After the Civil War, the Freedman’s Bureau confiscated land for refugees and free African Americans in the area that became the community of Grove. In 1967, the seized land was restored to the previous owners. Some of the African Americans settled on lands to the west. In 1918, many descendants of the first refugees returned to Grove after the U.S. government forced their removal to make way for the Yorktown Naval Weapons Station and Cheatham Annex. These immigrants formed the nucleus of Grove, which was enlarged when further removals during World War II displaced friends and family from the nearby community of Magruder.
During the American Civil War, there was a mass emancipation of slaves and despite Virginia’s secession from the Union, the U.S. Army retained control of Fort Monroe, which had become a destination for slaves who sought freedom. After the War, many of the freed African Americans settled inland of the Peninsula as landowners or tenant farmers and many freedmen moved to the area that would soon become the Community of Grove (Walsh).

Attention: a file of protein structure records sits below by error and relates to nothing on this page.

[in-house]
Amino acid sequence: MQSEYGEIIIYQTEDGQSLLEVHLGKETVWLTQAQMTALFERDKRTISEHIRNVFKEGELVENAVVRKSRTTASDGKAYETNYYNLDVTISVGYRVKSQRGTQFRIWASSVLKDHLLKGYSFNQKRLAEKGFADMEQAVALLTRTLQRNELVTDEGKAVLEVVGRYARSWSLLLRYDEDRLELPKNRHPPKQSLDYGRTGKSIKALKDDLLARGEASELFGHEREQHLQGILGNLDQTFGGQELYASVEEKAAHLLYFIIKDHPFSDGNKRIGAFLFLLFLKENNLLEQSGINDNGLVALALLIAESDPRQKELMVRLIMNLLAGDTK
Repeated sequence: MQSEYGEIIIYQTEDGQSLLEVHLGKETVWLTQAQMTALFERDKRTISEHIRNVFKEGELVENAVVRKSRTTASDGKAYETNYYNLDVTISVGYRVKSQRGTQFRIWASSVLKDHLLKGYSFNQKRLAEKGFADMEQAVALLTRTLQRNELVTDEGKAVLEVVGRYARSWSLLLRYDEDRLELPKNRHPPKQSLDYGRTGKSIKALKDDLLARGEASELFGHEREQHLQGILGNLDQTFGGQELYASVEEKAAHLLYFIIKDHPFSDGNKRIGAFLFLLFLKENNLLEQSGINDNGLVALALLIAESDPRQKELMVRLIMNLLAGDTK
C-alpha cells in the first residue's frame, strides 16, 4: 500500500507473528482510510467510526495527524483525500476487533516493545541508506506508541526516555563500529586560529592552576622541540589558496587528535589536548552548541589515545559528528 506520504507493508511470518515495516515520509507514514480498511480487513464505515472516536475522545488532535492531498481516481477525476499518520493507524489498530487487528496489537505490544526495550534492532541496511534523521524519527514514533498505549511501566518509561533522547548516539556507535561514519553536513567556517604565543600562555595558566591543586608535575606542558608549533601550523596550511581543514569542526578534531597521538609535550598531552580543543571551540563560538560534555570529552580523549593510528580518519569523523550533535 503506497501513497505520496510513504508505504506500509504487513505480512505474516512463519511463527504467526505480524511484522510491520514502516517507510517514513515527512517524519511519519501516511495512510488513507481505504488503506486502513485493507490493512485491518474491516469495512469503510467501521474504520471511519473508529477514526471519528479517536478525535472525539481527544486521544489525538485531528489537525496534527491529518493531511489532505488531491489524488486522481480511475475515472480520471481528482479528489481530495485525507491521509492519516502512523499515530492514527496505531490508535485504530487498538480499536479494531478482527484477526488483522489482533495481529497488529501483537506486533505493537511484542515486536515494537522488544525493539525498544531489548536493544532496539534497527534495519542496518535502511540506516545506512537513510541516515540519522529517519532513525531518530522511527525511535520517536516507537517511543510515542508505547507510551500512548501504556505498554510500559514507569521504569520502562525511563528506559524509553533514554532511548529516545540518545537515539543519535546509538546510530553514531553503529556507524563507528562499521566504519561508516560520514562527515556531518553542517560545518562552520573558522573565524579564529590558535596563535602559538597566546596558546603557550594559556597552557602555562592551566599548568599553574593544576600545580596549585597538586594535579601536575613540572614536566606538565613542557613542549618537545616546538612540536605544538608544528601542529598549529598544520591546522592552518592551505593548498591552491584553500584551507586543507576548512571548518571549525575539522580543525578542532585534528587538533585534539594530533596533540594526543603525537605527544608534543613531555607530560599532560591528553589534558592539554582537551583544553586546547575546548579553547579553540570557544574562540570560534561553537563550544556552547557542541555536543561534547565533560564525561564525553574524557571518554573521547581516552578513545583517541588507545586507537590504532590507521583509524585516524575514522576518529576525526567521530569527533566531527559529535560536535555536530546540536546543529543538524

The community was named after a nearby creek and a plantation where many of the African Americans had worked as slaves and it remained a relatively small community until the mid-twentieth century. During World War I, many members of the community returned when they were displaced because of the construction of the Yorktown Naval Weapons Station (Walsh). Also, during World War II, the U.S. Navy took over the small town of Magruder and more descendants were forced to relocate to Grove.
Walsh, Lorena S. From Calabar to Carter’s Grove: The History of A Virginia Slave Community. Charlottesville: University Press of Virginia, 1997.
“The Freedman’s Bureau,” PBS: The Rise and Fall of Jim Crow, www.pbs.org (accessed May 2, 2012).
“Aerial View,” CNIC: Naval Weapons Station Yorktown, www.cnic.navy.mil (accessed May 2, 2012).
Department of Historic Resources link not available.